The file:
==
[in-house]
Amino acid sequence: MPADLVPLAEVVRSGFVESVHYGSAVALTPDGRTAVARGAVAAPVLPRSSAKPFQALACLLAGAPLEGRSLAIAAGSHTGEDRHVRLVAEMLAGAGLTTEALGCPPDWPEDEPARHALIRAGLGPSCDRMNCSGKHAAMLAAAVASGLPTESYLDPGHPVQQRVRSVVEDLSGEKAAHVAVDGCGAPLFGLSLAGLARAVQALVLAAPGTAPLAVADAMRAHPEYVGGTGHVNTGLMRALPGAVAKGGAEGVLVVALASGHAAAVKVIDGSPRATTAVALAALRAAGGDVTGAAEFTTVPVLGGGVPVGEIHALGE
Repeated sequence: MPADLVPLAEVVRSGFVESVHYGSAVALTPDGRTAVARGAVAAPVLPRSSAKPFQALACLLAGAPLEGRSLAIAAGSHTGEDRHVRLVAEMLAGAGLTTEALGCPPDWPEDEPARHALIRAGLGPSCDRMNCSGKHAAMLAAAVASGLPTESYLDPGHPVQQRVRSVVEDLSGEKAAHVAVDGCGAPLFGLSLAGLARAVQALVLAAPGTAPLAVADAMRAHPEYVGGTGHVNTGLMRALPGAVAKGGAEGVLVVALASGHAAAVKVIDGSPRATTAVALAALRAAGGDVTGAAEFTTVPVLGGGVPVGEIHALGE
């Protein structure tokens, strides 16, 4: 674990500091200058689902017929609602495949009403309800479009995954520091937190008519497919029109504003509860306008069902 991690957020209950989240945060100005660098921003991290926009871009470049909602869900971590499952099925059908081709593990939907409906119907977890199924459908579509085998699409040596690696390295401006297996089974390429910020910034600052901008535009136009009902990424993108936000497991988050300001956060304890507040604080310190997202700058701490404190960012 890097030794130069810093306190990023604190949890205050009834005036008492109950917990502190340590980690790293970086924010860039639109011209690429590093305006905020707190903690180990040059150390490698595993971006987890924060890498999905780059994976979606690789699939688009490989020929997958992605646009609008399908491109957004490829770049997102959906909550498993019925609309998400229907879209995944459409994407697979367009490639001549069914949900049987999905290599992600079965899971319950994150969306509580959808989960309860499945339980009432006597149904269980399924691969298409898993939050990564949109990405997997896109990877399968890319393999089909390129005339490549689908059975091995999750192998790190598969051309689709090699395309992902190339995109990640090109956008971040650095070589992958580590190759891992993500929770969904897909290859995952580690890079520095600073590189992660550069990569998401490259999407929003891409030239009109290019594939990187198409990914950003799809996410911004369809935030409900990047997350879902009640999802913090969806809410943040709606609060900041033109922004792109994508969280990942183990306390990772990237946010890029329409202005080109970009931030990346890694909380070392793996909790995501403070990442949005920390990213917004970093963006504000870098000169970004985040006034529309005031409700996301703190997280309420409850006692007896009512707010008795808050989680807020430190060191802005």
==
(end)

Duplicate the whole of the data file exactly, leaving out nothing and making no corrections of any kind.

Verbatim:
[in-house]
Amino acid sequence: MPADLVPLAEVVRSGFVESVHYGSAVALTPDGRTAVARGAVAAPVLPRSSAKPFQALACLLAGAPLEGRSLAIAAGSHTGEDRHVRLVAEMLAGAGLTTEALGCPPDWPEDEPARHALIRAGLGPSCDRMNCSGKHAAMLAAAVASGLPTESYLDPGHPVQQRVRSVVEDLSGEKAAHVAVDGCGAPLFGLSLAGLARAVQALVLAAPGTAPLAVADAMRAHPEYVGGTGHVNTGLMRALPGAVAKGGAEGVLVVALASGHAAAVKVIDGSPRATTAVALAALRAAGGDVTGAAEFTTVPVLGGGVPVGEIHALGE
Repeated sequence: MPADLVPLAEVVRSGFVESVHYGSAVALTPDGRTAVARGAVAAPVLPRSSAKPFQALACLLAGAPLEGRSLAIAAGSHTGEDRHVRLVAEMLAGAGLTTEALGCPPDWPEDEPARHALIRAGLGPSCDRMNCSGKHAAMLAAAVASGLPTESYLDPGHPVQQRVRSVVEDLSGEKAAHVAVDGCGAPLFGLSLAGLARAVQALVLAAPGTAPLAVADAMRAHPEYVGGTGHVNTGLMRALPGAVAKGGAEGVLVVALASGHAAAVKVIDGSPRATTAVALAALRAAGGDVTGAAEFTTVPVLGGGVPVGEIHALGE
């Protein structure tokens, strides 16, 4: 674990500091200058689902017929609602495949009403309800479009995954520091937190008519497919029109504003509860306008069902 991690957020209950989240945060100005660098921003991290926009871009470049909602869900971590499952099925059908081709593990939907409906119907977890199924459908579509085998699409040596690696390295401006297996089974390429910020910034600052901008535009136009009902990424993108936000497991988050300001956060304890507040604080310190997202700058701490404190960012 890097030794130069810093306190990023604190949890205050009834005036008492109950917990502190340590980690790293970086924010860039639109011209690429590093305006905020707190903690180990040059150390490698595993971006987890924060890498999905780059994976979606690789699939688009490989020929997958992605646009609008399908491109957004490829770049997102959906909550498993019925609309998400229907879209995944459409994407697979367009490639001549069914949900049987999905290599992600079965899971319950994150969306509580959808989960309860499945339980009432006597149904269980399924691969298409898993939050990564949109990405997997896109990877399968890319393999089909390129005339490549689908059975091995999750192998790190598969051309689709090699395309992902190339995109990640090109956008971040650095070589992958580590190759891992993500929770969904897909290859995952580690890079520095600073590189992660550069990569998401490259999407929003891409030239009109290019594939990187198409990914950003799809996410911004369809935030409900990047997350879902009640999802913090969806809410943040709606609060900041033109922004792109994508969280990942183990306390990772990237946010890029329409202005080109970009931030990346890694909380070392793996909790995501403070990442949005920390990213917004970093963006504000870098000169970004985040006034529309005031409700996301703190997280309420409850006692007896009512707010008795808050989680807020430190060191802005």